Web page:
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To push back on this, I'm not sure that humanness is a "bug," as you say. While we likely aren't a pinnacle of intelligence in a fundamental sense, I do think that as humans have continued to advance, first through natural selection and now through... whatever it is we do now with culture and education and science, the parts of humanness that we care about have tended to increase in us, and not go away. So perhaps an AI optimized far beyond us, but starting in the same general neighborhood in the function space, would optimize to become not just superintelligent but superhuman in the sense that they would embody the things that we care about better than we do!

Hi, I'm new here so I bet I'm missing some important context. I listen to Lex's podcast and have only engaged with a small portion of Yud's work. But I wanted to make some comments on the analogy of a fast human in a box vs. the alien species. Yud said he's been workshopping this analogy for a while, so I thought I would leave a comment on what I think the analogy is still missing for me. In short, I think the human-in-a-box-in-an-alien-world analogy smuggles in an assumption of alienness and I'd like to make this assumption more explicit.

Before I delve into any criticism of the analogy, I'd like to give credit where it's due! I think the analogy is great as a way to imagine a substantial difference in intelligence, which (I think?) was the primary goal. It is indeed much more concrete and helpful than trying to imagine something several times more intelligent than von Neumann, which is hard and makes my brain shut off.

Now, let me provide some context from the conversation. The most relevant timestamp to illustrate this is around 2:49:50. Lex tries to bring the conversation to the human data used to train these models, which Yud discounts as a mere "shadow" of real humanness. Lex pushes back against this a bit, possibly indicating he thinks there is more value to be derived from the data ("Don't you think that shadow is a Jungian shadow?") but Yud insists that this would give an alien a good idea of what humans are like inside, but "this does not mean that if you have a loss function of predicting the next token from that dataset, the mind picked out by gradient descent... is itself a human." To me, this is a fair point. Lex asks whether those tokens have a deep humanness in them, and Yud goes back to a similar person-in-a-box analogy: "I think if you sent me to a distant galaxy with aliens that are much stupider than I am..."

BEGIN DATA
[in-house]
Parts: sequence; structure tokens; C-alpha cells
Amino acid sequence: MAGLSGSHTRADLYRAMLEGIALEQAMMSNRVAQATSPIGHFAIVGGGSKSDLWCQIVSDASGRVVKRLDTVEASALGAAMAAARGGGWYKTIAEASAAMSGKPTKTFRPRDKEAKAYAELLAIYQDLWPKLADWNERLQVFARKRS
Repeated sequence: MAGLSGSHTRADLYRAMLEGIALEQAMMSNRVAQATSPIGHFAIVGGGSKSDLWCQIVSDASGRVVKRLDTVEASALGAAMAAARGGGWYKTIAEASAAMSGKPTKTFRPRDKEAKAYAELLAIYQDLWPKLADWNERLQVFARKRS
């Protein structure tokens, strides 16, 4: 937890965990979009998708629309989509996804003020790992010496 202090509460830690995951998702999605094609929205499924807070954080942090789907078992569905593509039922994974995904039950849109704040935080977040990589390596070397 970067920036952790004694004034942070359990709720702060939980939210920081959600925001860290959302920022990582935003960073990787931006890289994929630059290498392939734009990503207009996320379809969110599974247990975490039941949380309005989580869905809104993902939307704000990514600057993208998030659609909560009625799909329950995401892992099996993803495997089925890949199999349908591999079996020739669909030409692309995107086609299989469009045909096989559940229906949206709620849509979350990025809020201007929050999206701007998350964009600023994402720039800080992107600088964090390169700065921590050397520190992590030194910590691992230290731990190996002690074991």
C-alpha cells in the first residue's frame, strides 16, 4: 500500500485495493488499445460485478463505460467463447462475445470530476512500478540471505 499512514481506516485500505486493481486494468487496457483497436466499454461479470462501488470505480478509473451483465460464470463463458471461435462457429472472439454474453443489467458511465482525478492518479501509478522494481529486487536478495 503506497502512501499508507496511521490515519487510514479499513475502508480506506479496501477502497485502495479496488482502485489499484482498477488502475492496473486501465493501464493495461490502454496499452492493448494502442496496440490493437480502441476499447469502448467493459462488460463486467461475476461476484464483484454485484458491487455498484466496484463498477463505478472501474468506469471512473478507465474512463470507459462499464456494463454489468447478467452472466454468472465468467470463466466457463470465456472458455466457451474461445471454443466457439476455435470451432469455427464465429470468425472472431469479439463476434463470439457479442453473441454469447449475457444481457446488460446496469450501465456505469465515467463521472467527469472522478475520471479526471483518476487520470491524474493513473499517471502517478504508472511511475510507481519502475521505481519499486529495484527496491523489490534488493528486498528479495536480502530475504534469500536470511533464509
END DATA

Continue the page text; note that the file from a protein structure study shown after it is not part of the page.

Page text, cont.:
Okay, that should be enough context. Basically, I think Yud has an intuition that artificial intelligence will be fundamentally alien to us. Evidence provided for this intuition I heard in the conversation is that gradient descent is different than natural selection. More evidence is the difference between human brain function and large matrices + linear algebra approaches to problem solving.

I, who have not thought about this anywhere close to as much as Yud but insist on talking anyway, don't share these intuitions about AI, because I don't see how the differences in substrate/instantiation of problem-solving mechanism or choice of optimizer would fundamentally affect the outcome. For example, if I want to find the maxima of a function, it doesn't matter if I use conjugate gradient descent or Newton's method or interpolation methods or whatever, they will tend to find the same maxima assuming they are looking at the same function. (Note that there are potential issues here because some techniques are better suited to certain types of functions, and I could see an argument that the nature of the function is such that different optimization techniques would find different maxima. If you think that, I'd love to hear more about why you think that is the case!). As far as substrate independence, I don't have any strong evidence for this, other than saying that skinning a cat is skinning a cat.

I tend to think that the data is more important when considering how the AI is likely to behave, and as Lex points out, the data is all deeply human. The data contains a lot of what it means to be human, and training an AI on this data would only cause an alien actress (as Yud puts it) to fake humanness and kill us all if it is an alien. But really, would it be an alien? In a sense, it was "raised" by humans, using only human stuff. It's framework is constructed of human concepts and perspectives. To me, based on the huge amount of human data used to train it, it seems more parsimonious that it would be extra human, not alien at all, really. 

I think a better analogy than human-in-a-box-in-an-alien-world is human-in-a-box-in-a-HUMAN-world. Following the original analogy, let's put sped-up von Neumann back in the box, but the box isn't in a world full of stupid aliens, it's full of stupid humans. I don't think von Neumann (or an army of hundreds of von Neumann's, etc.) would try to kill everyone even if they disagreed with factory farming, or whatever cause they have to try to control the world and make it different than it is. I think the von Neumann army would see us as like them, not fundamentally alien.

Thanks for reading this long post, I'd be interested to see what you all think about this. As I mentioned, there's certainly a good deal of context backing up Yud's intuitions that I'm missing.